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High Precision Timer in C

category: general [glöplog]
I've never tried this before so I'm not sure what I'm doing. I usually rely on something like allegro or sdl to help me. I'm trying to write a good timer/timed loop so I can control execution speed (60fps). Here's what I have so far.

Code: #include <stdio.h> #include <time.h> #include <sys/timeb.h> int GetMilliCount(){ struct _timeb tb; _ftime( &tb ); int nCount = tb.millitm + (tb.time & 0xfffff) * 1000; return nCount; } int GetMilliSpan( int nTimeStart ){ int nSpan = GetMilliCount() - nTimeStart; if ( nSpan < 0 ) nSpan += 0x100000 * 1000; return nSpan; } int main(){ int x = 0; int y = 0; time_t startTime; time(&startTime); x = GetMilliSpan( startTime ); while(1){ y = GetMilliSpan( startTime ); if( y - x >= 100 && y - x <= 400 ){ printf("%i\n",x); } } return 0; }

The example just spits txt out for (hopefully) 300ms. What do you think? Is there a better way to do this. Thnx
added on the 2009-06-30 13:01:52 by xteraco xteraco
You should use gettimeofday(), but other than that... there's to my knowledge no better portable timers available.

reading the cycle counter from the CPU used to be popular on Intel platforms but now with multiple cores it's not so clean cut...
added on the 2009-06-30 13:10:18 by sasq sasq
if you are on mac, you can use mach_absolute_time.
added on the 2009-06-30 13:17:11 by neoneye neoneye
I'm thinking about looking into the winapi if this doesn't work well.
added on the 2009-06-30 14:53:04 by xteraco xteraco
in windows the high resolution timer ( look for QueryPerformanceCounter ) does the job nicely.
added on the 2009-06-30 15:01:13 by smash smash
On Win32, you should use GetPerformanceCounter/GetPerformanceFrequency (or GetTickCount if you can live with the limited precision). On Unixish systems, gettimeofday is the weapon of choice.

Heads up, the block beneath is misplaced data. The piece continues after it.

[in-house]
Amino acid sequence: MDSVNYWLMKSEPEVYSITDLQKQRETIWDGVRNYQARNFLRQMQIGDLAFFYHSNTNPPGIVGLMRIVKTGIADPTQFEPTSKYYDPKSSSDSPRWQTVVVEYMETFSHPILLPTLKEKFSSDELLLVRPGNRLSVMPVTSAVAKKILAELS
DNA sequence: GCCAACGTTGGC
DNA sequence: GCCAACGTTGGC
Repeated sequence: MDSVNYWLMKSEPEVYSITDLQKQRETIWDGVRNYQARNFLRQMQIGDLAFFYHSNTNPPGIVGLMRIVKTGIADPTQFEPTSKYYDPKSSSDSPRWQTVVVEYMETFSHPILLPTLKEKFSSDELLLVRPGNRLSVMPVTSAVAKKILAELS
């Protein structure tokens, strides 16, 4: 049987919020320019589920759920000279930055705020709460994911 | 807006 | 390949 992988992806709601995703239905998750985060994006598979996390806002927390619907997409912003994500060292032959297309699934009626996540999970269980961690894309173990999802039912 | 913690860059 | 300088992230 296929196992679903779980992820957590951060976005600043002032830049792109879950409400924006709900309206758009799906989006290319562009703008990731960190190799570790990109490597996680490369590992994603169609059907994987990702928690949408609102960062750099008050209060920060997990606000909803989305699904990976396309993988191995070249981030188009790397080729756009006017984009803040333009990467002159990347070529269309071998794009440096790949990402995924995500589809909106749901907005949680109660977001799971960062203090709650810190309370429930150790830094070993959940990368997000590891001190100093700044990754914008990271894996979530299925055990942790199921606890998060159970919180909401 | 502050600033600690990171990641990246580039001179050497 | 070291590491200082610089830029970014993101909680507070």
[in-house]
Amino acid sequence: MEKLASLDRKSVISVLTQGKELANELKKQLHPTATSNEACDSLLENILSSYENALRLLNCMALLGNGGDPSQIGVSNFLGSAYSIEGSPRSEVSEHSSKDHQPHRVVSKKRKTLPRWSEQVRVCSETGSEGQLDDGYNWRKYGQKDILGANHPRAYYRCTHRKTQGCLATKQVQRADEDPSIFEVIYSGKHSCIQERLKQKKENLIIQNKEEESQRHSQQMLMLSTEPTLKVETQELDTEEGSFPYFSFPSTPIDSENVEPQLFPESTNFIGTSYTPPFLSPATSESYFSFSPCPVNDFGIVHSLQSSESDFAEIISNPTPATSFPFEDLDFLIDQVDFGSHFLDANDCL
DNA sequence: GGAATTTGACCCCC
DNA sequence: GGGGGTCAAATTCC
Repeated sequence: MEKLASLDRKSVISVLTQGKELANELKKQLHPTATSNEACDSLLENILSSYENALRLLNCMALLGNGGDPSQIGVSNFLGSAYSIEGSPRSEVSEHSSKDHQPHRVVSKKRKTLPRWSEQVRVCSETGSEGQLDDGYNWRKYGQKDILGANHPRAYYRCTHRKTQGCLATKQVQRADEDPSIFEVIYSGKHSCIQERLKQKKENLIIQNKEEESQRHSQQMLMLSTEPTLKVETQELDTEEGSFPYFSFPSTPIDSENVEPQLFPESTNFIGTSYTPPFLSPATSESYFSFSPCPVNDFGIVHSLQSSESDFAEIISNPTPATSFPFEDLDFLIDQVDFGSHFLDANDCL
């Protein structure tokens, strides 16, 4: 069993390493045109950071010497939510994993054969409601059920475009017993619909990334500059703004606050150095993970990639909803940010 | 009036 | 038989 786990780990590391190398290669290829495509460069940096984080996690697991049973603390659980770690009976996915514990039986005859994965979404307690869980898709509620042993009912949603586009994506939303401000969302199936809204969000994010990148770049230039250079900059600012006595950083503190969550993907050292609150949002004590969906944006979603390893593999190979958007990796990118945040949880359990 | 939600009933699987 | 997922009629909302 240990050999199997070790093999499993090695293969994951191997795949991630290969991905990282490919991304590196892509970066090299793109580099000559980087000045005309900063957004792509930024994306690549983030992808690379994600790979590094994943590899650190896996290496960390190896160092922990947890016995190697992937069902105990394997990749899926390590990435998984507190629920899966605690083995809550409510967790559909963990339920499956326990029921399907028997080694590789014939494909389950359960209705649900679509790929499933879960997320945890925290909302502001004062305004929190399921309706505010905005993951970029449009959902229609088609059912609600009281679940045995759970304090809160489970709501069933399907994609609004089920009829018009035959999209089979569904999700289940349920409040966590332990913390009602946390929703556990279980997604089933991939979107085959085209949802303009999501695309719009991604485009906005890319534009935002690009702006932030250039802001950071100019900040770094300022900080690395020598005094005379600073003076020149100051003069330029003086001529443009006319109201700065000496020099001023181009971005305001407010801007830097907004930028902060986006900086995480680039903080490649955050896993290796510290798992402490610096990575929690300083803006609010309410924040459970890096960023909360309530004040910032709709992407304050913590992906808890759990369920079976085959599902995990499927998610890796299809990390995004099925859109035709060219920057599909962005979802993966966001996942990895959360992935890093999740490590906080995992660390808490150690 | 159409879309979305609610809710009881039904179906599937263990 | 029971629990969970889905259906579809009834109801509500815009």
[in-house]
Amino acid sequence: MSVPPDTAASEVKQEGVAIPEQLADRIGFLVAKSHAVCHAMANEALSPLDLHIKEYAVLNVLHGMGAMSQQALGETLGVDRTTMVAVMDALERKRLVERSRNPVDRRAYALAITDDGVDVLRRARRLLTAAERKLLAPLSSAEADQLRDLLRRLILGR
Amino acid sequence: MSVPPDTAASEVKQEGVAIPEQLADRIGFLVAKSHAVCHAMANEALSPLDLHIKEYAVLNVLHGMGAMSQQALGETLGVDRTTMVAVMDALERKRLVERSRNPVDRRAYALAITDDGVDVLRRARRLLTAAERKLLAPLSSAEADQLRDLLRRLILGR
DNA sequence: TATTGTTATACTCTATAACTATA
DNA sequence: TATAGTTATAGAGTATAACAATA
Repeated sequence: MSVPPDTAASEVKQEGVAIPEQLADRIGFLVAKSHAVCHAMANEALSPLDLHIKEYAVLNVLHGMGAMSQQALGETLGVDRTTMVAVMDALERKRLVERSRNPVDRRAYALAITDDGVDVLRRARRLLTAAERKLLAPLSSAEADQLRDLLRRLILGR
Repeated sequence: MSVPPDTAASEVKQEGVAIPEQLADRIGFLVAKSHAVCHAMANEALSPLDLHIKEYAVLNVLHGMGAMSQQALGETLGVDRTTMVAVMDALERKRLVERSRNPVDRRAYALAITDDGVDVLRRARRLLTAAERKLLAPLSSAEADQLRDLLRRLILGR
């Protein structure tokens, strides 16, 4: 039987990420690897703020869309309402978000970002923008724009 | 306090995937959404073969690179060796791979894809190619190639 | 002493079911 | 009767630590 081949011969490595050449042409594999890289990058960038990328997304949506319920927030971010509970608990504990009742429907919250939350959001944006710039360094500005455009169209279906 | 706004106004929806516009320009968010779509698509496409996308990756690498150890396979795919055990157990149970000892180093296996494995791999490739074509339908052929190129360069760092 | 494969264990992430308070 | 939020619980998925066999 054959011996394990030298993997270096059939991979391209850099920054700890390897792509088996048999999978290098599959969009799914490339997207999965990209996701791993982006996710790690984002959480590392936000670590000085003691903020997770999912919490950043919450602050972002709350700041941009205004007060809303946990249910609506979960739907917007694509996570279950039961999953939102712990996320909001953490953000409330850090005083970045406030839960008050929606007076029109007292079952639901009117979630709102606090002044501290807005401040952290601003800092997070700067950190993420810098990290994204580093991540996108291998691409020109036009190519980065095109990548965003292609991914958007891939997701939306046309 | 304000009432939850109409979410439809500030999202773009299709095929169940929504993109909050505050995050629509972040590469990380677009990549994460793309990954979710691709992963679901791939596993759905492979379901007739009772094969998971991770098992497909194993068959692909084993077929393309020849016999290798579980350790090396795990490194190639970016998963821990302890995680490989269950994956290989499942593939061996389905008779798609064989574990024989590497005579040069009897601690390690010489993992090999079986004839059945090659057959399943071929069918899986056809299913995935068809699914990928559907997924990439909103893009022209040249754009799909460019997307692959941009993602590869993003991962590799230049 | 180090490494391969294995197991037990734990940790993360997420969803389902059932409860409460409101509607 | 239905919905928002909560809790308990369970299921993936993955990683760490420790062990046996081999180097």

added on the 2009-06-30 15:08:18 by KeyJ KeyJ
Aren't you better off using the graphics API's VSync for accurate frame timing and something like Windows' GetTickCount() to control the speed of what's fed to the rendering engine?
added on the 2009-06-30 15:10:50 by doomdoom doomdoom
I hereby donate to you my timer class:

Code: #ifndef VSX_TIMER_H #define VSX_TIMER_H //#ifndef WIN32 #include <time.h> #include <sys/time.h> //#endif class vsx_timer { double startt; double lastt; double dtimet; #ifdef _WIN32 LONGLONG init_time; #endif public: void start() { startt = atime(); lastt = startt; } double dtime() { double at = atime(); dtimet = at-lastt; lastt = at; return dtimet; } // normal time double ntime() { return ((double)clock())/((double)CLOCKS_PER_SEC); } // accurate time double atime() { #ifdef _WIN32 LARGE_INTEGER freq, time; QueryPerformanceFrequency(&freq); QueryPerformanceCounter(&time); return (double)((double)(time.QuadPart-init_time) / (double)freq.QuadPart);; #else struct timeval now; gettimeofday(&now, 0); return (double)now.tv_sec+0.000001*(double)now.tv_usec; #endif } vsx_timer() { #ifdef _WIN32 LARGE_INTEGER time; QueryPerformanceCounter(&time); init_time = time.QuadPart; #endif } }; #endif